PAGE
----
Our study is limited by the fact that we only described a single case of treatment and by the lack of an evaluation of histologic findings. However, many patients have similar scars after breast reconstruction operations performed following nipple-sparing mastectomy. We believe that picosecond lasers with a fractional mode have the possibility of being a more effective treatment modality than conventional lasers for depressed scars.

ACKNOWLEDGMENTS

This work was supported by the Soonchunhyang University Research Fund.

CONFLICTS OF INTEREST

No potential conflict of interest relevant to this article was reported.

Notes

PATIENT CONSENT

Patients provided written consent for the use of their images.

Fig. 1.
(A) Before the first laser treatment. (B) A 1 month after the first laser treatment. (C) A 1 month after the second laser treatment.
aaps-2018-24-1-36f1.jpg

REFERENCES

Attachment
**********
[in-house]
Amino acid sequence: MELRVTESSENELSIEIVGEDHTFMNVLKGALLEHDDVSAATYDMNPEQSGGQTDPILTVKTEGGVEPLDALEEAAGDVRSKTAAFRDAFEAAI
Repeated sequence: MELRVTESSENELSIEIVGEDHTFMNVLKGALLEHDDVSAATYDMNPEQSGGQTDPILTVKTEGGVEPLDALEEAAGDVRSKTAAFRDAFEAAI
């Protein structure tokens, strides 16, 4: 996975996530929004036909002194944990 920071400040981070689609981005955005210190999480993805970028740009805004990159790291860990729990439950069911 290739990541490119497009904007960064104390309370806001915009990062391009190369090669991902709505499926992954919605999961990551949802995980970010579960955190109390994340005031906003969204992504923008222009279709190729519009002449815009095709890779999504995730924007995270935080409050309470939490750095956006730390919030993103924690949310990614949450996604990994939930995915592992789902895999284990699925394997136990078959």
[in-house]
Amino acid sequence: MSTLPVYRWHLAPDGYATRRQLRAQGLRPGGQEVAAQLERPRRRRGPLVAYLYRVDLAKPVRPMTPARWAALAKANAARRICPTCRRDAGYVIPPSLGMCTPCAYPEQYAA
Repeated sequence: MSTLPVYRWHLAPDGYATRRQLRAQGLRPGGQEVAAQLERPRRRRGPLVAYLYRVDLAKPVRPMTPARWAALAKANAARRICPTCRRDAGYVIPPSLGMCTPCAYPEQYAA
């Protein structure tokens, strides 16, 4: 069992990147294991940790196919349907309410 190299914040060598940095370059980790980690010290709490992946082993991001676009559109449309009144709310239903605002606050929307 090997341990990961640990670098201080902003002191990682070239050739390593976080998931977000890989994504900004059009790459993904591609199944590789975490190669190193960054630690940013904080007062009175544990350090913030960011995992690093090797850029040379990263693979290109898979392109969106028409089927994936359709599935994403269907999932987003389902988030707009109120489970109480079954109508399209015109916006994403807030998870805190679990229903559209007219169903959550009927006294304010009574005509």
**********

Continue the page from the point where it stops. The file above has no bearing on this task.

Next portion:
1. Khetarpal S, Desai S, Kruter L, et al. Picosecond laser with specialized optic for facial rejuvenation using a compressed treatment interval. Lasers Surg Med 2016;48: 723–6.
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2. Brauer JA, Kazlouskaya V, Alabdulrazzaq H, et al. Use of a picosecond pulse duration laser with specialized optic for treatment of facial acne scarring. JAMA Dermatol 2015;151: 278–84.
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3. Habbema L, Verhagen R, Van Hal R, et al. Minimally invasive non-thermal laser technology using laser-induced optical breakdown for skin rejuvenation. J Biophotonics 2012;5: 194–9.
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4. Brauer JA, Reddy KK, Anolik R, et al. Successful and rapid treatment of blue and green tattoo pigment with a novel picosecond laser. Arch Dermatol 2012;148: 820–3.
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5. Reiter O, Atzmony L, Akerman L, et al. Picosecond lasers for tattoo removal: a systematic review. Lasers Med Sci 2016;31: 1397–405.
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6. Tanghetti EA. The histology of skin treated with a picosecond alexandrite laser and a fractional lens array. Lasers Surg Med 2016;48: 646–52.
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7. Weiss RA, McDaniel DH, Weiss MA, et al. Safety and efficacy of a novel diffractive lens array using a picosecond 755 nm alexandrite laser for treatment of wrinkles. Lasers Surg Med 2017;49: 40–4.